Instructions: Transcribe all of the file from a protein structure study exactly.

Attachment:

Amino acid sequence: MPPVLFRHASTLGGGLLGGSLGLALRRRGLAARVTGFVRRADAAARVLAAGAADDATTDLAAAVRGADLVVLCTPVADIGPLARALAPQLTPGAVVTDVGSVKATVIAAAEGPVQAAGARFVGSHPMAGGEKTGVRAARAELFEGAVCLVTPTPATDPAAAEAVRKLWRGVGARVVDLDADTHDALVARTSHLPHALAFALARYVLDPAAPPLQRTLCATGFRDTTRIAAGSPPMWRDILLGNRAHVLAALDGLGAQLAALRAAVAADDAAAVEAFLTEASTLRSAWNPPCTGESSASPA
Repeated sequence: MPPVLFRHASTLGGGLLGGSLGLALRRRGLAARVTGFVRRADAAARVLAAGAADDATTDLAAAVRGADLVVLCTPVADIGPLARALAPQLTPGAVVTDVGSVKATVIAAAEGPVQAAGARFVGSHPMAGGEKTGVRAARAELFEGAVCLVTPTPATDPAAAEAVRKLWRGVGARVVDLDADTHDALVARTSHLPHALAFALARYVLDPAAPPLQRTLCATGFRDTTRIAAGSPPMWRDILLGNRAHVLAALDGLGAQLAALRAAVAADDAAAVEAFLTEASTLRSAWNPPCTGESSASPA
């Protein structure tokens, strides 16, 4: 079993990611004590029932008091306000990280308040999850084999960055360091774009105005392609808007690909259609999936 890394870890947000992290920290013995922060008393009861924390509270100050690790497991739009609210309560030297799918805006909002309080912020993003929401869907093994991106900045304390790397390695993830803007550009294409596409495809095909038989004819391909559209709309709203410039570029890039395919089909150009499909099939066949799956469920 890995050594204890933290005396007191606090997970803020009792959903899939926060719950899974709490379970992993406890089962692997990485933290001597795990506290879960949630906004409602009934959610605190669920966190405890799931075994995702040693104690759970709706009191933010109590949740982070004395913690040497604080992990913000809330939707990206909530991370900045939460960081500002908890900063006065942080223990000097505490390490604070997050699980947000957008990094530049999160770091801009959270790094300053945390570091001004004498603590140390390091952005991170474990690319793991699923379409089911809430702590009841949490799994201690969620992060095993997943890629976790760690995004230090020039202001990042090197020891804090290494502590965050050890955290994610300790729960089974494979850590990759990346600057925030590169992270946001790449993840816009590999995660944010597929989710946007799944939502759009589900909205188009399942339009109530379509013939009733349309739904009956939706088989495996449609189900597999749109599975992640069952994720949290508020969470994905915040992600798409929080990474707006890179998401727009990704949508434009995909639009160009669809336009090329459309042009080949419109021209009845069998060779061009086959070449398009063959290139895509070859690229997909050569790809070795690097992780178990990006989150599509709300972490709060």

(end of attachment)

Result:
Amino acid sequence: MPPVLFRHASTLGGGLLGGSLGLALRRRGLAARVTGFVRRADAAARVLAAGAADDATTDLAAAVRGADLVVLCTPVADIGPLARALAPQLTPGAVVTDVGSVKATVIAAAEGPVQAAGARFVGSHPMAGGEKTGVRAARAELFEGAVCLVTPTPATDPAAAEAVRKLWRGVGARVVDLDADTHDALVARTSHLPHALAFALARYVLDPAAPPLQRTLCATGFRDTTRIAAGSPPMWRDILLGNRAHVLAALDGLGAQLAALRAAVAADDAAAVEAFLTEASTLRSAWNPPCTGESSASPA
Repeated sequence: MPPVLFRHASTLGGGLLGGSLGLALRRRGLAARVTGFVRRADAAARVLAAGAADDATTDLAAAVRGADLVVLCTPVADIGPLARALAPQLTPGAVVTDVGSVKATVIAAAEGPVQAAGARFVGSHPMAGGEKTGVRAARAELFEGAVCLVTPTPATDPAAAEAVRKLWRGVGARVVDLDADTHDALVARTSHLPHALAFALARYVLDPAAPPLQRTLCATGFRDTTRIAAGSPPMWRDILLGNRAHVLAALDGLGAQLAALRAAVAADDAAAVEAFLTEASTLRSAWNPPCTGESSASPA
């Protein structure tokens, strides 16, 4: 079993990611004590029932008091306000990280308040999850084999960055360091774009105005392609808007690909259609999936 890394870890947000992290920290013995922060008393009861924390509270100050690790497991739009609210309560030297799918805006909002309080912020993003929401869907093994991106900045304390790397390695993830803007550009294409596409495809095909038989004819391909559209709309709203410039570029890039395919089909150009499909099939066949799956469920 890995050594204890933290005396007191606090997970803020009792959903899939926060719950899974709490379970992993406890089962692997990485933290001597795990506290879960949630906004409602009934959610605190669920966190405890799931075994995702040693104690759970709706009191933010109590949740982070004395913690040497604080992990913000809330939707990206909530991370900045939460960081500002908890900063006065942080223990000097505490390490604070997050699980947000957008990094530049999160770091801009959270790094300053945390570091001004004498603590140390390091952005991170474990690319793991699923379409089911809430702590009841949490799994201690969620992060095993997943890629976790760690995004230090020039202001990042090197020891804090290494502590965050050890955290994610300790729960089974494979850590990759990346600057925030590169992270946001790449993840816009590999995660944010597929989710946007799944939502759009589900909205188009399942339009109530379509013939009733349309739904009956939706088989495996449609189900597999749109599975992640069952994720949290508020969470994905915040992600798409929080990474707006890179998401727009990704949508434009995909639009160009669809336009090329459309042009080949419109021209009845069998060779061009086959070449398009063959290139895509070859690229997909050569790809070795690097992780178990990006989150599509709300972490709060």